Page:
After these inks have been added, the next step, shown below, was to GENTLY float a stencil on the surface of the water:

Above-- Maria McGuire's doily stencil floating on the water in the basin.

The following step:  I placed printmaking paper gently atop the water's surface, sandwiching the stencil between the paper and the floating inks.  In the above shot, you see the paper from its bottom/back-side, while its "face" is downward, resting on the unseen floating stencil and the unseen inked water under the stencil.  

My last step was to lift the printmaking paper, turn is over to be face-up and set it aside on a flat surface to dry -- and that's all there was to it!

Above:  This print was made with my 9"X12" stencil Two Fans.

 Above is a marbled print using my 6"x6" stencil Osprey Wings.

Above is a marbled print using my 6"X6" stencil Kaleid.

Above:  Marbled background created with 6" x 6" stencil KaleidForeground collaged stained stencils include parts of 9" x 12" It's Jungle Out There, 6" x 6" stencil Mimosa 6, and part of Lizzie Mayne's Shattered Stencil. 

Above:  Made with my 6" x 6" stencil Feathers 6.

3 CAUTIONS:   (1) I found that it works best to use fresh, dry stencils for each and every dip.  Wet stencils don't float as well on the surface of the water.  So have a lot of stencils at hand! 

(2) As soon as the paper gets saturated -- a matter of seconds -- immediately lift it from the surface of the water.  Long soaks are not needed, and they tend to disrupt the stencil design.

(3)  With this technique, the best results come from using stencils that are 6" x 6" or 4" x 4".

You can scroll thru the StencilGirl pages showing all my stencils starting  here.  Thanks for visiting!  To follow this blog by email, please use that option, available in the upper right.

Friday, August 10, 2018

Video! CLUSTERED LEAVES Stencil, Sherry Canino and a Gelli Plate!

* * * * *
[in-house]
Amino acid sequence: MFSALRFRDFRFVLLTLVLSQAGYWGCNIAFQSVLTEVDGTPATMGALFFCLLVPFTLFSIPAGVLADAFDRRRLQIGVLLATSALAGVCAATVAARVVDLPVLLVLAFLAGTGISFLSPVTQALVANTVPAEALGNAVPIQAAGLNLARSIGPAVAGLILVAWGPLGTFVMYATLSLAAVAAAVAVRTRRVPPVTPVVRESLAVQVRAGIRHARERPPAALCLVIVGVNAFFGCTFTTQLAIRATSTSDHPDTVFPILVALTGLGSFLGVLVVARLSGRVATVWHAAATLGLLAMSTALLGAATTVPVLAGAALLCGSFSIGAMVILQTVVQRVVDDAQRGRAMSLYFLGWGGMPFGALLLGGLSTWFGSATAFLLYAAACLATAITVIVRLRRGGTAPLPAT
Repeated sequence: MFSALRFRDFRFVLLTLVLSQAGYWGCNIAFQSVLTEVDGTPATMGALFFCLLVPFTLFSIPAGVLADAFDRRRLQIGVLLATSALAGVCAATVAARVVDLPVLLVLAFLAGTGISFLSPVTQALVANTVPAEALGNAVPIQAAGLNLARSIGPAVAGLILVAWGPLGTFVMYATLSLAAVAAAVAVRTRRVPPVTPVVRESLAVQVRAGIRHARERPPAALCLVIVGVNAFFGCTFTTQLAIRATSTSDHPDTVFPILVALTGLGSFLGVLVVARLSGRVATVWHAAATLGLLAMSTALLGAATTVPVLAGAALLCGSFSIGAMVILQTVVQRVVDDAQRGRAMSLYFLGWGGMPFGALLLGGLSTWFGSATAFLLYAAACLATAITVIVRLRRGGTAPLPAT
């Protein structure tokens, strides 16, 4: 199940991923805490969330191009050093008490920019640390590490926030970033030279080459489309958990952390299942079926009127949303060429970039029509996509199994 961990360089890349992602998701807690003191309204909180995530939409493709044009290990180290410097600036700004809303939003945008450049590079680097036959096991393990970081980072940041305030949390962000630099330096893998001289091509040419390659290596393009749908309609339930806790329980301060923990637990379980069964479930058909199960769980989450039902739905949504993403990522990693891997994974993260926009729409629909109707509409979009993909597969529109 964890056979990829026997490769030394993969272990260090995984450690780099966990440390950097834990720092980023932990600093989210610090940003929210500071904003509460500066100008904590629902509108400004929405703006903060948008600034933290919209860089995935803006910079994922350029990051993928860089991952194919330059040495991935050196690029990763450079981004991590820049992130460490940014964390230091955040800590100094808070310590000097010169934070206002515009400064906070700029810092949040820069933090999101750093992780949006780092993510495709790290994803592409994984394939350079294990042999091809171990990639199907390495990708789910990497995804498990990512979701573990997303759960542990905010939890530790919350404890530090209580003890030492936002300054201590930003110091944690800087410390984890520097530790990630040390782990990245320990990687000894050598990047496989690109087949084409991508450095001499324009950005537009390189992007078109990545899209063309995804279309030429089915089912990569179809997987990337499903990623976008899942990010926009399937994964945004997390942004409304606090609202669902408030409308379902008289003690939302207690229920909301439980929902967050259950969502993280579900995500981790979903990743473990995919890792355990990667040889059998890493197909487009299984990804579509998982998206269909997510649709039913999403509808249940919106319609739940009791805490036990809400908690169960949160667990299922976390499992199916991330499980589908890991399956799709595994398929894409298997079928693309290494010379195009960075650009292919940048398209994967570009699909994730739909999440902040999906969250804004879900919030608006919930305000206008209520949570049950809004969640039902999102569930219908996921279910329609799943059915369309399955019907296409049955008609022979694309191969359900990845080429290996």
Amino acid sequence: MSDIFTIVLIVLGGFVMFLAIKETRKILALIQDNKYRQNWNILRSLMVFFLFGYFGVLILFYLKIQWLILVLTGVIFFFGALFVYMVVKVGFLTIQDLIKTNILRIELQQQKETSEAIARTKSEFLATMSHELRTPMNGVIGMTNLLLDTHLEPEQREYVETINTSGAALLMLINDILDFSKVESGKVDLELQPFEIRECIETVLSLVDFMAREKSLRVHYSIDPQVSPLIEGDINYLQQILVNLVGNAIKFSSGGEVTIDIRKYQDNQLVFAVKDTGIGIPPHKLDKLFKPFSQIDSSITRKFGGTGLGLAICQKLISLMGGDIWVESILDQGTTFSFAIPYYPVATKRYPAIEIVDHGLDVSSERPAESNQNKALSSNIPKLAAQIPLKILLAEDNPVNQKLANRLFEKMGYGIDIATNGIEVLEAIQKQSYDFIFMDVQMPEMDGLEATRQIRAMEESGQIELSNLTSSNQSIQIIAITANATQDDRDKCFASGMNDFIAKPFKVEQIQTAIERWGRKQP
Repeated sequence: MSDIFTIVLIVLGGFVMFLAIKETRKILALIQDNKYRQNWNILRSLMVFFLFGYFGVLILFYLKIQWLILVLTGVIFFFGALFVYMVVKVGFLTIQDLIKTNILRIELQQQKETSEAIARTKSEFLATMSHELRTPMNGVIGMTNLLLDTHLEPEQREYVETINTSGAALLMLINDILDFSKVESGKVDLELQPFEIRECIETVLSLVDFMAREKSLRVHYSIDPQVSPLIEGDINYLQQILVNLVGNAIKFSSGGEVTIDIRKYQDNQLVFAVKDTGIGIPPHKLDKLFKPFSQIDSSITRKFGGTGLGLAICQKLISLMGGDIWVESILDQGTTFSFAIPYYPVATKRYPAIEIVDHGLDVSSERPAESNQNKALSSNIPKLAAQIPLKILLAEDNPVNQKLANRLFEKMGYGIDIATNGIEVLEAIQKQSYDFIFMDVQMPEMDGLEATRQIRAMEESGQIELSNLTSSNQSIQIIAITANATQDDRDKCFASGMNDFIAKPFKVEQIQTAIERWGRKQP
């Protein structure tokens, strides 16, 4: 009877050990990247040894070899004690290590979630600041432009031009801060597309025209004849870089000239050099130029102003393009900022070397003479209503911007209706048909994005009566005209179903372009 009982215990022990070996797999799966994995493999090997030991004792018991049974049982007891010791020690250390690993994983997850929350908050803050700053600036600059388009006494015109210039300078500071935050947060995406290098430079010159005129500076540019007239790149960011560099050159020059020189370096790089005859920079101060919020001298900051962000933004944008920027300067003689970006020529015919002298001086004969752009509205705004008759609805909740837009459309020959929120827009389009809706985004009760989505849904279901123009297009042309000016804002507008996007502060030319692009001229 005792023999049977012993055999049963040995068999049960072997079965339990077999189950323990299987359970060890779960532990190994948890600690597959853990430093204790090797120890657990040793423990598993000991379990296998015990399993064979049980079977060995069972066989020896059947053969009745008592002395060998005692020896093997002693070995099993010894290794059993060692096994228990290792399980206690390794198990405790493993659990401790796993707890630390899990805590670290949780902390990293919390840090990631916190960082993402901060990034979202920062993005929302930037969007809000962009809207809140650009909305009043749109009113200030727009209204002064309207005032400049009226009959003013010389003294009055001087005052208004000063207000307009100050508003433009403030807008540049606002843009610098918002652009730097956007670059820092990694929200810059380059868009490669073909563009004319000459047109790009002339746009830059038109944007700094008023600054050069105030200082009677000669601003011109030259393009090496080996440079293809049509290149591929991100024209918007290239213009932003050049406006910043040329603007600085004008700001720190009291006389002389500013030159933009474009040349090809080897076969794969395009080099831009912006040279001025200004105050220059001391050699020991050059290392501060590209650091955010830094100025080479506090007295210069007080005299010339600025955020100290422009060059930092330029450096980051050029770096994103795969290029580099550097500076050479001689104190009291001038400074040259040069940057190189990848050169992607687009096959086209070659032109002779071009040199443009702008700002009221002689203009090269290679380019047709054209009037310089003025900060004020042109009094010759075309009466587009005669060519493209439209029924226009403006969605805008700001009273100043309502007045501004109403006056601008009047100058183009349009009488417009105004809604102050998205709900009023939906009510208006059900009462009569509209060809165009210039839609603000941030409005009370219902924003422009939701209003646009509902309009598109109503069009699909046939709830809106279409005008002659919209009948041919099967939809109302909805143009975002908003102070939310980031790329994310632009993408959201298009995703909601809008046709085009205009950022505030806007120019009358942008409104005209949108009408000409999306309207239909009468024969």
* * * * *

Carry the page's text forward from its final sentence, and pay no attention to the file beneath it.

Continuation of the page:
Here's a video done by Sherry Canino using my 9" x 12" stencil Clustered Leaves--

If visiting upstate NY in the Finger Lakes area, be sure to stop in at Canino's Artistic Cafe! -- 106 Metropolitan Pk. Drive, Liverpool, NY.

You can keep up with Sherry online here.

Clustered Leaves Stencil looks like this --

To scroll thru the pages of all my StencilGirl stencils, please start on this page.

Thanks for stopping by at my blog today!

Tuesday, August 7, 2018

Artist Kate Palmer doing Fantastic Work with 4" x 4" Stencil PALM FRONDS SILHOUETTE MINI

Using this link, you can travel back in time to a now-ended blog hop that featured a full line-up of artists, including Kate Palmer.  Kate delighted me by using one of my stencils -- 4" x 4" Palm Fronds Silhouette Mini, -- along with Lindy's art-making powders and sprays.  (In Kate's top photo below, you can also see her using the Colorbox Stylus Tool for pressing color thru stencil openings -- in this way, she gets a print with all the fine details of the stencil.)   Kate's results were breathtaking!

Click here to see Kate Palmer's step-by-step demo-video.

Many thanks to Kate!  And to you my blog readers!

To scroll thru the pages of my StencilGirl stencils, please visit here.

To keep current on all upcoming StencilGirl blog hops and their giveaways, check here

Saturday, August 4, 2018

FANTASIA 9" x 12" Stencil

Above is the imprint left on a stretched canvas after I'd used multiple shades of acrylic paint with my 9" x 12" stencil Fantasia.

After the stencil had a build-up of stain from projects like this, I decided to cut it into pieces so I could use them as collage elements on another stretched canvas --